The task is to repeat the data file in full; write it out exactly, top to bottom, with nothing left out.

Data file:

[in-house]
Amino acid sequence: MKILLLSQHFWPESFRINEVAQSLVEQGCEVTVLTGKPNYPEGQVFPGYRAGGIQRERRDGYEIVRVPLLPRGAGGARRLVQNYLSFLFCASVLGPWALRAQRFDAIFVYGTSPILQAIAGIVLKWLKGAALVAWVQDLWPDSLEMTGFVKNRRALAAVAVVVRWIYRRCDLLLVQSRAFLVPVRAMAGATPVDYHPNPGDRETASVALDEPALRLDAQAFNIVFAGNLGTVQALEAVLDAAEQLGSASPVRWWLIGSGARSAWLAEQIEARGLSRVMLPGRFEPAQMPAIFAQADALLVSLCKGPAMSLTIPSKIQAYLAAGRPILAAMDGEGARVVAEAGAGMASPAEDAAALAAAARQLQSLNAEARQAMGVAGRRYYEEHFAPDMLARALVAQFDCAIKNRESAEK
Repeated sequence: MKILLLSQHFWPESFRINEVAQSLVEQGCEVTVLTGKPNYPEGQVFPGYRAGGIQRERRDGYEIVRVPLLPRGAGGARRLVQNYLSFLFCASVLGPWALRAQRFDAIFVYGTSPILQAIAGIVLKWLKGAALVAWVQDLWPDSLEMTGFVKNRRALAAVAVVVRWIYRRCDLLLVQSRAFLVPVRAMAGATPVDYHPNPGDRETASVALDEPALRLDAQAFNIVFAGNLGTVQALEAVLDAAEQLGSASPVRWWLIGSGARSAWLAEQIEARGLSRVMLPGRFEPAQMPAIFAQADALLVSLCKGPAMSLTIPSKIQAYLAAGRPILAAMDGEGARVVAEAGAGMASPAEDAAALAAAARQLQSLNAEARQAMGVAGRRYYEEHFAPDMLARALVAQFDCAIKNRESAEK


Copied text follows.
[in-house]
Amino acid sequence: MKILLLSQHFWPESFRINEVAQSLVEQGCEVTVLTGKPNYPEGQVFPGYRAGGIQRERRDGYEIVRVPLLPRGAGGARRLVQNYLSFLFCASVLGPWALRAQRFDAIFVYGTSPILQAIAGIVLKWLKGAALVAWVQDLWPDSLEMTGFVKNRRALAAVAVVVRWIYRRCDLLLVQSRAFLVPVRAMAGATPVDYHPNPGDRETASVALDEPALRLDAQAFNIVFAGNLGTVQALEAVLDAAEQLGSASPVRWWLIGSGARSAWLAEQIEARGLSRVMLPGRFEPAQMPAIFAQADALLVSLCKGPAMSLTIPSKIQAYLAAGRPILAAMDGEGARVVAEAGAGMASPAEDAAALAAAARQLQSLNAEARQAMGVAGRRYYEEHFAPDMLARALVAQFDCAIKNRESAEK
Repeated sequence: MKILLLSQHFWPESFRINEVAQSLVEQGCEVTVLTGKPNYPEGQVFPGYRAGGIQRERRDGYEIVRVPLLPRGAGGARRLVQNYLSFLFCASVLGPWALRAQRFDAIFVYGTSPILQAIAGIVLKWLKGAALVAWVQDLWPDSLEMTGFVKNRRALAAVAVVVRWIYRRCDLLLVQSRAFLVPVRAMAGATPVDYHPNPGDRETASVALDEPALRLDAQAFNIVFAGNLGTVQALEAVLDAAEQLGSASPVRWWLIGSGARSAWLAEQIEARGLSRVMLPGRFEPAQMPAIFAQADALLVSLCKGPAMSLTIPSKIQAYLAAGRPILAAMDGEGARVVAEAGAGMASPAEDAAALAAAARQLQSLNAEARQAMGVAGRRYYEEHFAPDMLARALVAQFDCAIKNRESAEK